Quality Assurance of Pharmaceuticals - A Compendium of Guidelines and Related Materials - Volume 1
(1997; 248 pages) [French] View the PDF document
Table of Contents
Open this folder and view contentsIntroduction
Open this folder and view contents1. National drug regulation
Open this folder and view contents2. Product assessment and registration
Close this folder3. Distribution
Close this folderQuality assurance in pharmaceutical supply systems1
View the document1. Introduction and general considerations
Open this folder and view contents2. Elements of quality assessment and assurance
Open this folder and view contents3. Pre-marketing quality assessment
Close this folder4. Drug quality surveillance during marketing
View the document4.1 Quality surveillance during manufacture
View the document4.2 Quality surveillance of imported drugs
View the document4.3 Quality surveillance during distribution
View the documentReferences
Open this folder and view contents4. The international pharmacopoeia and related activities
Open this folder and view contents5. Basic tests
Open this folder and view contents6. Laboratory services
Open this folder and view contents7. International trade in pharmaceuticals
Open this folder and view contents8. Counterfeit products
Open this folder and view contents9. Training
View the documentSelected WHO publications of related interest
View the documentBack cover

4. Drug quality surveillance during marketing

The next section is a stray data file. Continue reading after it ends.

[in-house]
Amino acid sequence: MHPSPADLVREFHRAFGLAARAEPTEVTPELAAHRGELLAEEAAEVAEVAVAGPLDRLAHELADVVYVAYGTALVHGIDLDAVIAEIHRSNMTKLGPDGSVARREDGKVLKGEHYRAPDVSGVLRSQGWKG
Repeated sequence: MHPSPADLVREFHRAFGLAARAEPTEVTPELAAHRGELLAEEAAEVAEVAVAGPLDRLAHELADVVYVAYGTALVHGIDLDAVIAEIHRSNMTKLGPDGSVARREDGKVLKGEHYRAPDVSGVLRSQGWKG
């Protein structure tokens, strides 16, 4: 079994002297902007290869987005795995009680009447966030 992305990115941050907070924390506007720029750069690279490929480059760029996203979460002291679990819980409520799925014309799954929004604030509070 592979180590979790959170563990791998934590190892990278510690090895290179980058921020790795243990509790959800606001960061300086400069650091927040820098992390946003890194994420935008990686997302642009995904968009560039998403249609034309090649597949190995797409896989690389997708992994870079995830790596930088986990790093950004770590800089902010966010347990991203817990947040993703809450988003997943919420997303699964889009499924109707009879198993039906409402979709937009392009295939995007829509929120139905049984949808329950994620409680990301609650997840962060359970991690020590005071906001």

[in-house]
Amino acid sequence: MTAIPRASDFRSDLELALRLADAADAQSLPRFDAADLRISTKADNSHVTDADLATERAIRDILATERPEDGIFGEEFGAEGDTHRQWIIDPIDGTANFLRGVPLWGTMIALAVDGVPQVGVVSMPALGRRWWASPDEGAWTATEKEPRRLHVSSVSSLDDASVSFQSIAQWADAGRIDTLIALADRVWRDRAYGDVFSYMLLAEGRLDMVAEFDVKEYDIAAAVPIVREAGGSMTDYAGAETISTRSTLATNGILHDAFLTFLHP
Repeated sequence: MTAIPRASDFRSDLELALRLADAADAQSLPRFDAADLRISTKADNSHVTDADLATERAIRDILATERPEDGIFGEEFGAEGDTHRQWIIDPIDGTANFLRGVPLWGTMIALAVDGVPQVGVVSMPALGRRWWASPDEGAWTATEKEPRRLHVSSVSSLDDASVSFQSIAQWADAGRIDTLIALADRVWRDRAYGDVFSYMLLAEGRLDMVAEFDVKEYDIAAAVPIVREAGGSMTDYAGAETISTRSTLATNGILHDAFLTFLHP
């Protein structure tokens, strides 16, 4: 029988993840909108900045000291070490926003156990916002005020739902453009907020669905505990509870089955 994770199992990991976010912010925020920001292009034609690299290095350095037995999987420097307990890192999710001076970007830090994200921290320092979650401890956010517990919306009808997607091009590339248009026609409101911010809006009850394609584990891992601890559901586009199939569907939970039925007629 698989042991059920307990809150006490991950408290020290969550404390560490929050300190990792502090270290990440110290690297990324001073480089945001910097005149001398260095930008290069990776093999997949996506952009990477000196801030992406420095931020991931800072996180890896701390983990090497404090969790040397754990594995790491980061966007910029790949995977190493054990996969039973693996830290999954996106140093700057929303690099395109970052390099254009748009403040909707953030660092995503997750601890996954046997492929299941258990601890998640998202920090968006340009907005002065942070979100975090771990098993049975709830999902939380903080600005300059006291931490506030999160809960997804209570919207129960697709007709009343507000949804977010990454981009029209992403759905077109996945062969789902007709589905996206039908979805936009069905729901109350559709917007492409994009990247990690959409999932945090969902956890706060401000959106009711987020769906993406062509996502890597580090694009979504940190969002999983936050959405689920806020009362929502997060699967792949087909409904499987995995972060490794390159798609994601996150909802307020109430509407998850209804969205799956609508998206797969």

Quality surveillance during marketing is an integral function of a drug control agency. It is undertaken by monitoring and auditing procedures involving both inspection and laboratory testing.

The places in which drugs are manufactured, stored and distributed should be known to the control authorities. This information can be obtained by requiring all manufacturers, importers and distributors to give the control authorities official notification of their planned activities before they commence operations, and to comply with any particular regulations.

Drug quality surveillance is facilitated if lists of nonproprietary names are established for all pharmaceutical substances on the market in a country, with references to trade names where applicable.

To aid the application of procedures for the recall of pharmaceutical products, it might be useful if the control authorities had knowledge of the persons responsible for marketing in each manufacturing enterprise, as well as information about the distribution mechanism and the destination of the products.

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